Jewelry That Really Spells It Out

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While strolling through Portobello Market in London more than eight years ago, Erica Weiner, who sells antique jewelry online, saw something weird. “There was a ring set with stones, but not symmetrically, and not in particularly complementary colors,” she said in a phone interview from her home in New York’s Hudson Valley.

It was an example of acrostic jewelry, a dealer told her, a design that features a kind of puzzle.

As Camille Cuvelier, who sells such antique pieces on her website Galerie Penelope, said: “Each piece has a message.”

During an interview in her apartment in Paris, Ms. Cuvelier picked up a ring to demonstrate. “The first letter of each stone spells something,” she said, indicating the line of small gems: ruby, emerald, garnet, amethyst, ruby and diamond — or “regard,” a popular sentiment from the past.

She also showed a Victorian bracelet set with malachite, amethyst, emerald, sunstone, turquoise and agate, spelling “maesta.” The word maestá means majesty in Italian, and often is used to refer to images of the Madonna and the child Jesus.

“Acrostic jewelry became popular in the 19th century, which was a sentimental century,” Ms. Cuvelier said, adding, “All the jewelry had a story behind it.” That spirit resonates today, she said, because: “people want to be different. That’s why vintage sells so well, you have something unique.”

Acrostic jewelry has been made for centuries by Mellerio dits Meller, the Paris jeweler that markets itself as the oldest family-run business in France, involving 15 generations now that Côme Mellerio, 27, has joined the maison.

“Our archives show we made an acrostic ring back in 1806,” said Diane-Sophie Lanselle, Mellerio’s development director, after welcoming a visitor into the boutique on Rue de la Paix.

The house also creates a variation in which “the first letter of each gemstone doesn’t spell out a word,” Ms. Lanselle said, “but instead sounds like a sentence when spoken.”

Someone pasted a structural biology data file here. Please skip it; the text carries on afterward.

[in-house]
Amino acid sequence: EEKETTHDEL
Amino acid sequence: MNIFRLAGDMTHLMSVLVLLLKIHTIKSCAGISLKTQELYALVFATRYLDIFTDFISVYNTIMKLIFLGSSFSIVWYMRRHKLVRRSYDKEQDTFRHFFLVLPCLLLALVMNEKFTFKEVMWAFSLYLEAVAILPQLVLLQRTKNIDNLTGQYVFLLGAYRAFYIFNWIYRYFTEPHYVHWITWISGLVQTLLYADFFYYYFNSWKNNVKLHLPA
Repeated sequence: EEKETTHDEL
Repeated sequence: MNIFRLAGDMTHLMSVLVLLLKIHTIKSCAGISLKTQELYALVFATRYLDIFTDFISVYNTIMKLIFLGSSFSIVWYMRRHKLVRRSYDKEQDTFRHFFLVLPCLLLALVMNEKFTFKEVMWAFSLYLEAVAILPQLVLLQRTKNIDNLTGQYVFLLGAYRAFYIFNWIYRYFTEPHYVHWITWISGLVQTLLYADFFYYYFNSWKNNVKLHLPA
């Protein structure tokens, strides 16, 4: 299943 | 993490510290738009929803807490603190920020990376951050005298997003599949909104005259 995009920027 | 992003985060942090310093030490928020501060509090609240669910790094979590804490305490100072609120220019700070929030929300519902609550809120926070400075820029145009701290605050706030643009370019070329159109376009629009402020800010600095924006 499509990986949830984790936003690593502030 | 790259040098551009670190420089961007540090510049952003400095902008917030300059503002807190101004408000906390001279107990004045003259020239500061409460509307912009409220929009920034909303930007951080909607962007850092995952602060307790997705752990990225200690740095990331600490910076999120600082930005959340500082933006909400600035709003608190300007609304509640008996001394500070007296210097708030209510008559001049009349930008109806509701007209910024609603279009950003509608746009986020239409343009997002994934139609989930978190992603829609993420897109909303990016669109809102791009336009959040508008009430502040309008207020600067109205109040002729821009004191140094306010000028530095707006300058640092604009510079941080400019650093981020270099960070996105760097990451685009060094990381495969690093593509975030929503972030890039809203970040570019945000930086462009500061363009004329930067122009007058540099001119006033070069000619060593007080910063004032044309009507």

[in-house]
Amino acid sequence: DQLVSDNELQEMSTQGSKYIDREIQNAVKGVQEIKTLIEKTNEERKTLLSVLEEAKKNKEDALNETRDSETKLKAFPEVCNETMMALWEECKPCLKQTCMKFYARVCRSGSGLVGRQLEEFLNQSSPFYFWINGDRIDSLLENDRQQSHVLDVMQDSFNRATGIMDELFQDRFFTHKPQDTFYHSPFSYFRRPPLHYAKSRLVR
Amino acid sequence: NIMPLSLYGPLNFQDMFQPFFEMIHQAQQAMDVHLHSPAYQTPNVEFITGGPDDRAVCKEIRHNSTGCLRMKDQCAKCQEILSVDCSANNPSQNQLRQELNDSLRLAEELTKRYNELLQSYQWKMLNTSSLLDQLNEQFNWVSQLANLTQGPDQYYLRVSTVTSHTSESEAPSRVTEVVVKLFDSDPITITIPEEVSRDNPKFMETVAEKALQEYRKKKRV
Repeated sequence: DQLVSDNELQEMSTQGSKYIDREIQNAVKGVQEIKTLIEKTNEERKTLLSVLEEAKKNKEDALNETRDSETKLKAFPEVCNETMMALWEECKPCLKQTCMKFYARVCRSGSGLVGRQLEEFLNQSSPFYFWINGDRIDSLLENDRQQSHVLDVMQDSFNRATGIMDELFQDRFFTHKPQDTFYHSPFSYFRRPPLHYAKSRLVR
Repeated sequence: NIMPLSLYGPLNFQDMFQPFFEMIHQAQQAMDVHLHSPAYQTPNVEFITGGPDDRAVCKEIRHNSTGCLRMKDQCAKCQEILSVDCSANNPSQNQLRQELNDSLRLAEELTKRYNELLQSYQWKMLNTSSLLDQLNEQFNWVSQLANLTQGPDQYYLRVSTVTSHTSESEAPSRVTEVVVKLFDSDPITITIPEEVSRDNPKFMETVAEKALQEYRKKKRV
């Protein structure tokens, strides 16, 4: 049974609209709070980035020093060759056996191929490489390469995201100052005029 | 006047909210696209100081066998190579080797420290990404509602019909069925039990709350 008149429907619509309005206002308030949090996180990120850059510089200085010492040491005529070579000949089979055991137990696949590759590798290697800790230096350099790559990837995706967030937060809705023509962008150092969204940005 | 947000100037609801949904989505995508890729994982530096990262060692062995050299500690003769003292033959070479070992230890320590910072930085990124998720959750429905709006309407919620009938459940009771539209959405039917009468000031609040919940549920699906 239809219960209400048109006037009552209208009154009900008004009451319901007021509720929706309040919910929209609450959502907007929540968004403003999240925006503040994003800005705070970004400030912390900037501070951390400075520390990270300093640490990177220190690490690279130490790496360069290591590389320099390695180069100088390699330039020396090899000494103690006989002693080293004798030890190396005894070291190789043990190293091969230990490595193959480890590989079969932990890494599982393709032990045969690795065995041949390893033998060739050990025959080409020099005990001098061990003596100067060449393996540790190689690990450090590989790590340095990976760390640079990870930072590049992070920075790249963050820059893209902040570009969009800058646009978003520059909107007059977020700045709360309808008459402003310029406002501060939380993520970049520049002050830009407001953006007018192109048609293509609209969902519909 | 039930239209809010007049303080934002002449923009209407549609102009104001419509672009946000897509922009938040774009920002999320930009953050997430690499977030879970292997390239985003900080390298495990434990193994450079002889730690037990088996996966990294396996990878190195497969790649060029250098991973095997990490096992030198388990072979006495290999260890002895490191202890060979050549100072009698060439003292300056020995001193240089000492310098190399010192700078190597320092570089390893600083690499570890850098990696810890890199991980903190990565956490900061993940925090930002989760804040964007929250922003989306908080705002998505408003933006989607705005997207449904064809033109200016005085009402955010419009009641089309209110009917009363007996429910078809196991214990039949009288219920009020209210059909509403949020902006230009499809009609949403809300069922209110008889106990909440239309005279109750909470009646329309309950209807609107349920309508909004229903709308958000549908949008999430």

For example, a ring with lapis lazuli, amethyst, carnelian and diamond would spell “lacd.” When spoken, in French, it sounds like “elle a cédé” — or “she gave in, or she surrendered,” Ms. Lanselle said. “We still get requests for it.”

A block away, on the Place Vendôme, Chaumet put on display in spring 2021 an acrostic bracelet that it had made for Napoleon to give to Josephine. The jeweler also resumed making custom bracelets in the style.

Clients now are shown a variety of gemstones, with one stone for each letter of the alphabet, including xaga (obsidian) for the hard-to-find “x,” although in some instances there are two choices, like citrine or carnelian for “c.”

A customer’s selection of stones, a minimum of two and maximum of nine, are set in a pink gold bracelet from the jeweler’s Liens line.

Chaumet said it gets about one new request a week for acrostic jewelry, which also includes a ready-made example: a pink gold Liens bracelet with aquamarine, morganite, opal, uvite (tourmaline) and ruby, to spell “amour.”

Jean-Marc Mansvelt, Chaumet’s chief executive, said he rediscovered acrostic jewelry “when we did an exhibition in Beijing’s Forbidden City in 2017. We had the opportunity to have a trio of acrostic bracelets that Napoleon ordered for Marie-Louise, indicating the date of his birth, of Marie-Louise’s birth and their union. Napoleon was a romantic.”

Ms. Weiner, the online jeweler and antique jewelry dealer, said she and her business partner, Lindsay Salmon, were so taken with the acrostic style that they began making custom bracelets as well as rings and necklaces, with a minimum of one stone and a maximum of 12.

And requests, she said, have been as varied as the gem selections: “People ask for names of children; a series of initials; dates; names of people they lost, like a memorial; or a place, like Alabama, and we got some who wanted California.”

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